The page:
UPDATED, 11:46 a.m. March 11: The “handshake deal” has been a core component of real estate transactions for decades, but the rapidly spreading coronavirus could mean that the age-old term no longer applies.
“I’m a big handshaker,” said G&M Realty founder Jerry Wolkoff. “But now, I don’t even do the fist bump. I give them the elbow.”
Coronavirus cases have been surging in New York, and health officials have recommended replacing handshakes with fist or elbow bumps as a way to help contain them. Several brokers and developers said they are following this advice, but after spending their careers securing sales with handshakes, the abrupt shift has taken some getting used to.
“It’s always awkward. It’s incredibly awkward,” said Marcus & Millichap broker Eric Anton. “I mean, we’ve been shaking hands for 2,000 years.”
Meridian Capital broker David Schechtman echoed this sentiment.
“To walk in and not shake a new acquaintance’s or client’s hand, you feel weird,” he said.
Schechtman estimated that he still shakes hands about 35 percent of the time, but colleagues and clients are rejecting some of these attempts in favor of other gestures.
“You go in for the shake, and you get a fist bump. I feel like a 23-year-old again. It’s actually very funny,” he said. “Let me tell you what’s losing popularity: the bro hug.”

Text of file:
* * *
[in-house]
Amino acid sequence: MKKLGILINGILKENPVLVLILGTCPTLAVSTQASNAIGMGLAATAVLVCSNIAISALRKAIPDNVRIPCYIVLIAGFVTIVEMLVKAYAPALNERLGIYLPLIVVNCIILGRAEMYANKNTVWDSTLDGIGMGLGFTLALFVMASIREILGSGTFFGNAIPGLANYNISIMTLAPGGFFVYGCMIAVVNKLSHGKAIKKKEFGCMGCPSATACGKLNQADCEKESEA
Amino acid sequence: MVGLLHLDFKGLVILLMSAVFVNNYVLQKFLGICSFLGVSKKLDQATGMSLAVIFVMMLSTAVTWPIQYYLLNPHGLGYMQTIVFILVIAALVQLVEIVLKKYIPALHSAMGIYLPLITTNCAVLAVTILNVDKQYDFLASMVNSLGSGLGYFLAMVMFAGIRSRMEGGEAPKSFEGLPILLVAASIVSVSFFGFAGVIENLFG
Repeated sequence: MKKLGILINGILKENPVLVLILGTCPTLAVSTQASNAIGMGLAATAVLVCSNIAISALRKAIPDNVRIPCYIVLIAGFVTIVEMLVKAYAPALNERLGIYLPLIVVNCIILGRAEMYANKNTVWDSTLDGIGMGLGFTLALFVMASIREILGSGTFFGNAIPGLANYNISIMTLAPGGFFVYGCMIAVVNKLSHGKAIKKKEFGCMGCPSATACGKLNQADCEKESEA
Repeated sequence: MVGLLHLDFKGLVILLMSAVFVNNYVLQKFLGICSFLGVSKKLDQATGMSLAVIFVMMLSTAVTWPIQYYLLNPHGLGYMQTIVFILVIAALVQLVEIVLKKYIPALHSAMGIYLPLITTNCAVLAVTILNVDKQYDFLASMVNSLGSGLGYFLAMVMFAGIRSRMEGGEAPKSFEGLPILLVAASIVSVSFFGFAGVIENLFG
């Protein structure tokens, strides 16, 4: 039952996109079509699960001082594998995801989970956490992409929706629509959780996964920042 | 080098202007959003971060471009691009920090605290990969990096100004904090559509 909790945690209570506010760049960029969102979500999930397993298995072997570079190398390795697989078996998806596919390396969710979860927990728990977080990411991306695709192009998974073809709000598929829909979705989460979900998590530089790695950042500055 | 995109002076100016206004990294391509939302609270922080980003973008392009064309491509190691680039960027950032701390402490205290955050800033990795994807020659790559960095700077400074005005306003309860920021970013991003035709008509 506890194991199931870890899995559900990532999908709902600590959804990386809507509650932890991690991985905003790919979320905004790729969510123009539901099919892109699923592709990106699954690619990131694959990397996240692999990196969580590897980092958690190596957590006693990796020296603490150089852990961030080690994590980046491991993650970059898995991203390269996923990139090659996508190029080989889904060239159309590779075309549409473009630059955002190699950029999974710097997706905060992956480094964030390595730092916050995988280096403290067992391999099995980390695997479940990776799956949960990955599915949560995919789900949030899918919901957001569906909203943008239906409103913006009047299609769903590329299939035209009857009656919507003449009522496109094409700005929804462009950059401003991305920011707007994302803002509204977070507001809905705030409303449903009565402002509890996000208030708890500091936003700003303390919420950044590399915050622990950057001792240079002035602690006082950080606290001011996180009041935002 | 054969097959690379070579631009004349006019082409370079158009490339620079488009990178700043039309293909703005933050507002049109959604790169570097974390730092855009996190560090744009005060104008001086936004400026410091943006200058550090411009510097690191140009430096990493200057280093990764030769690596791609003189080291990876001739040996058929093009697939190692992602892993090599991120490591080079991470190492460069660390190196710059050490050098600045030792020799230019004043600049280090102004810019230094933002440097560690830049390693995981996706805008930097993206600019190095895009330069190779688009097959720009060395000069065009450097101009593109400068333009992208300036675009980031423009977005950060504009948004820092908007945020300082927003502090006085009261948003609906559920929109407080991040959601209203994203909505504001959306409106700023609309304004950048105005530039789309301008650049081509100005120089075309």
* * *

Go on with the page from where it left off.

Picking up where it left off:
Red Apple Group CEO John Catsimatidis said that “99 percent” of the real estate community is embracing the no handshake ethos as an important precaution, his company included.
“We’re using elbows. No handshakes, all elbows,” he said. “We just had a cocktail launch party for WABC radio last night, and we put up a sign: no handshakes, all elbows.”
But Anton said he has not fully embraced this mentality yet.
“I’m still doing deals on handshakes,” he said, “not elbow bumps.”
Commercial landlords have also been stepping up their cleaning efforts to help combat the coronavirus, and several real estate events have been postponed because of the outbreak, including the AD Design Show, MIPIM in Cannes and multiple Newmark Knight Frank conferences.
Although much of the real estate community is already anxious for events to get rescheduled and business to get back to normal, Wolkoff said he hopes the reluctance to shake hands is one practice that lasts beyond the coronavirus outbreak.
“This should go on forever. Forget about just the virus that we’re going through,” he said. “People shouldn’t shake hands. They should either give the fist or give the elbow. They should stop with the shaking and the hugging.”
This story has been updated with additional commentary.